This work was made after Saar's visit to the Chicago Field Museum of Natural History in 1970, where she became deeply inspired to emulate African art. She had been particularly interested in a chief's garment, which had the hair of several community members affixed to it in order to increase its magical power. She attempted to use this concept of the "power of accumulation," and "power of objects once living" in her own art. She began creating works that incorporated "mojos," which are charms or amulets used for their supposed magical and healing powers. She explains that learning about African art allowed her to develop her interest in Black history backward through time, "which means like going back to Africa or other darker civilizations, like Egypt or Oceanic, non-European kinds of cultures. And the kind of mystical things that belonged to them, part of their religion and their culture. And the mojo is a kind of a charm that brings you a positive feeling."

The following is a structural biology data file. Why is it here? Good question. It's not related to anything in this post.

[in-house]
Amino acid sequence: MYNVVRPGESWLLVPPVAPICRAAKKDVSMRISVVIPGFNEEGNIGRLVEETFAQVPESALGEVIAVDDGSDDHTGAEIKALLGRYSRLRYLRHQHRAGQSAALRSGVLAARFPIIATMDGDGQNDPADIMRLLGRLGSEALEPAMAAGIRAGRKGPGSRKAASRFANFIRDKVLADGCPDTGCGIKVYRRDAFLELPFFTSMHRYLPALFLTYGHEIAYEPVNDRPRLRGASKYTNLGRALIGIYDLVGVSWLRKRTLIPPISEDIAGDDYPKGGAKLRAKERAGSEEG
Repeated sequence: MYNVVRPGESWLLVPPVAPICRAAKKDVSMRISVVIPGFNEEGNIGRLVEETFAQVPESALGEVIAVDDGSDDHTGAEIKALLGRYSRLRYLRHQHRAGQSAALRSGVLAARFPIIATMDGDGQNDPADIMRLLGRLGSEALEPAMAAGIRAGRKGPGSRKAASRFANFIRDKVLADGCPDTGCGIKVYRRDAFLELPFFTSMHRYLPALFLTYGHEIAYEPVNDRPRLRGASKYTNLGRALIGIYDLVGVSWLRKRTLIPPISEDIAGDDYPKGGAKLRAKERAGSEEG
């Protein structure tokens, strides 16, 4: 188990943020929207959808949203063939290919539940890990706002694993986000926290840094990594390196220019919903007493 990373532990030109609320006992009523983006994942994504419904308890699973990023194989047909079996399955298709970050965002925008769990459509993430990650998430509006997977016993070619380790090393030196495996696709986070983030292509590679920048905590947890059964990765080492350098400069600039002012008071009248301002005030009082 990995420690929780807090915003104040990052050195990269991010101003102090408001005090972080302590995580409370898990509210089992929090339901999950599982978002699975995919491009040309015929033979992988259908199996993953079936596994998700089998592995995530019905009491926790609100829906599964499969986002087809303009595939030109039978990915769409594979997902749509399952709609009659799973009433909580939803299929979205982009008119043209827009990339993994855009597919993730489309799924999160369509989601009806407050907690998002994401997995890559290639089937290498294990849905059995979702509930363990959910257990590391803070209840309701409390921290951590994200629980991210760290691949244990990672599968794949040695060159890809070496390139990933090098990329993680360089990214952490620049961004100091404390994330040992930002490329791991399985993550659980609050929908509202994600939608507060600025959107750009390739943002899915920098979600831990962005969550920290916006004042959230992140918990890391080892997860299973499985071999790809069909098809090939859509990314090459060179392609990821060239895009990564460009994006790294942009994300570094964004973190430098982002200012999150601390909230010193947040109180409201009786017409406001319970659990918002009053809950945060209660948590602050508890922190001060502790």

Arts writer Jonathan Griffin explains that "Saar began to consider more and more the inner lives of her ancestors, who led rich and free lives in Africa before being enslaved and brought across the Atlantic [and] to the spiritual practices of slaves once they arrived in America, broadly categorized as hoodoo."
Saar also mixed symbols from different cultures in this work, in order to express that magic and ritual are things that all people share, explaining, "It's like a universal statement... man has a need for some kind of ritual." For instance, she also included an open, red palm print embossed with the all-seeing eye, as well as a small head of unknown origin (believed to be Exú). Marci Kwon notes that Saar isn't "just simply trying to illustrate one particular spiritual system [but instead] is piling up all of these emblems of meaning and almost creating her own personal iconography."